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p. 166 p. 167



p. 168 p. 169


I. THE ANTECEDENTS OF THE LEGEND IN FOLK-LORE.--Old Celtic prototypes of the Graal literature--Some unconsidered specifics of this subject--A position by way of alternative--Elements of the whole argument--The Cauldron of the Dagda--The Cauldron of Bendigeid Vran--Quests which are not of the Graal--Druidic Mysteries--After what manner these mysteries and their doctrine dissolved into the light of Christianity--A catholic conclusion regarding the claims of Folk-Lore The matter which is placed in our hands. II. THE WELSH PERCEVAL.--Presence of early elements in a late form--Value as a non-Graal Quest The root-matter of the story--Comparison with the Graal Quests--Analogies with the Graal Hallows--The Vengeance Legend--Conclusion as to this text. III. THE ENGLISH METRICAL ROMANCE OF SYR PERCYVELLE.--The archaic elements of this Quest and its claims in comparison with those of the Welsh Peredur--The story in outline--Analogies in the Italian Carduino--Conclusion as to this text and generally as to the Proto- Perceval Quest before the Holy Graal arose on the horizon of literature. IV. THE CONTE DEL GRAAL and in the first place--(A) Preliminary to the whole subject--(B) Concerning the poetic romance of Chrétien de Troyes--The state of the story as one of transition from the folk-tale to the true romance of the Graal--Its connections with the mystic side of the legend--The silence of Perceval--The exile and sorrows of the Knight--The speculative intentions of Chrétien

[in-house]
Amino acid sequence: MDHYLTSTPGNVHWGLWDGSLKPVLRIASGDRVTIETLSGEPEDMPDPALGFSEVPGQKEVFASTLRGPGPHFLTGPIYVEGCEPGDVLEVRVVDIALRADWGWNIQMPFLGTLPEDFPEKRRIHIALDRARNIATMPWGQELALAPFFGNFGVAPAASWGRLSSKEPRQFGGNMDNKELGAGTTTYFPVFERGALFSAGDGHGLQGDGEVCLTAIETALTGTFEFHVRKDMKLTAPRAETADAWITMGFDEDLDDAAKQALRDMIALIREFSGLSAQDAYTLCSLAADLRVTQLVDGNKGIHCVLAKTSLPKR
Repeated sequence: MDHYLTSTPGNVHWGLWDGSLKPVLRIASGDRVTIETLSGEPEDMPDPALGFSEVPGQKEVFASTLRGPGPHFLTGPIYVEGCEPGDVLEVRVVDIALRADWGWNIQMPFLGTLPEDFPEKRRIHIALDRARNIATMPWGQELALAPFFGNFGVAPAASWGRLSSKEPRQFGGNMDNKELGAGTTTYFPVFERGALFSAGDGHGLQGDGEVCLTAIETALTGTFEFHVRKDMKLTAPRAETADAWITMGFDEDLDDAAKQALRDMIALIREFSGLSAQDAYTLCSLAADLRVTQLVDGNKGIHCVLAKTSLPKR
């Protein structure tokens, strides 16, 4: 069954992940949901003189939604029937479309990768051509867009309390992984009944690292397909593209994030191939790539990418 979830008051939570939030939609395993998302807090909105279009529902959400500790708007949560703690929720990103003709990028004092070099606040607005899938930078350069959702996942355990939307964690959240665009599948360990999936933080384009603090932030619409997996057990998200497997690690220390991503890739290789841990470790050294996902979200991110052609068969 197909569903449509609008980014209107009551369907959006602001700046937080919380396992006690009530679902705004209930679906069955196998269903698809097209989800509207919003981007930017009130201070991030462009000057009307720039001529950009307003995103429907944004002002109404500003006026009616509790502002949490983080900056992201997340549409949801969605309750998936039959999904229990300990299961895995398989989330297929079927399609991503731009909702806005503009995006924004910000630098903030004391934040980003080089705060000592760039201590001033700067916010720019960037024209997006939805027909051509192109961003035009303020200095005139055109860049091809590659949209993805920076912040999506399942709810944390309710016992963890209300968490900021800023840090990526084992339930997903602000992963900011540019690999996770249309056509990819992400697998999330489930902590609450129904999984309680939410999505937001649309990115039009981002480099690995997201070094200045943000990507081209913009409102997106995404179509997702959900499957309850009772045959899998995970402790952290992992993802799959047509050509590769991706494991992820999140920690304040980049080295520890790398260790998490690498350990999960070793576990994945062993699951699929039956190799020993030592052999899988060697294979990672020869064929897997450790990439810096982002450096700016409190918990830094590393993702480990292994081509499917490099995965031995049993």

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[paragraph continues] --(C) The continuation of Gautier--The development of Perceval's story--The point to which it is taken--The historical texts of the Graal which intervened between Chrétien and Gautier--The unfinished Quest in Gautier--(D) The conclusion according to Manessier--Intervention of the Vengeance Legend--Elements of Graal history in this conclusion, and inferences therefrom--The ordination of Perceval as a specific departure from tradition--The assumption of the Hallows--(E) The alternative conclusion of Gerbert--The dual failure of Perceval--His penitence and expiation--The conventional intention of his marriage--His later and higher intention--An adornment of a spiritual marriage--The Knight of the Swan--An analogy with Alain le Gros--The process of departure from Folk-lore in the Conte del Graal--Absence of the Vengeance Legend in Gerbert--Further consideration of the Prologue to the whole story--(F) In which Sir Gawain is considered briefly as a Companion of the Holy Quest--Modern speculations and inferences as to the primary claim of this hero--The light upon these which can be gathered from the poem of Heinrich--The judgment of the prose Lancelot and the Quest of Galahad--Sir Gawain in the story of Chrétien--The burden of this Quest in Gautier--His recognition that the courtly Knight was predestined at least to some measure of success--How the false experiment is not repeated by Manessier or Gerbert--An Advance Note on Gawain in the Parsifal of Wolfram--The Knight of Courtesy in the Longer Prose Perceval.

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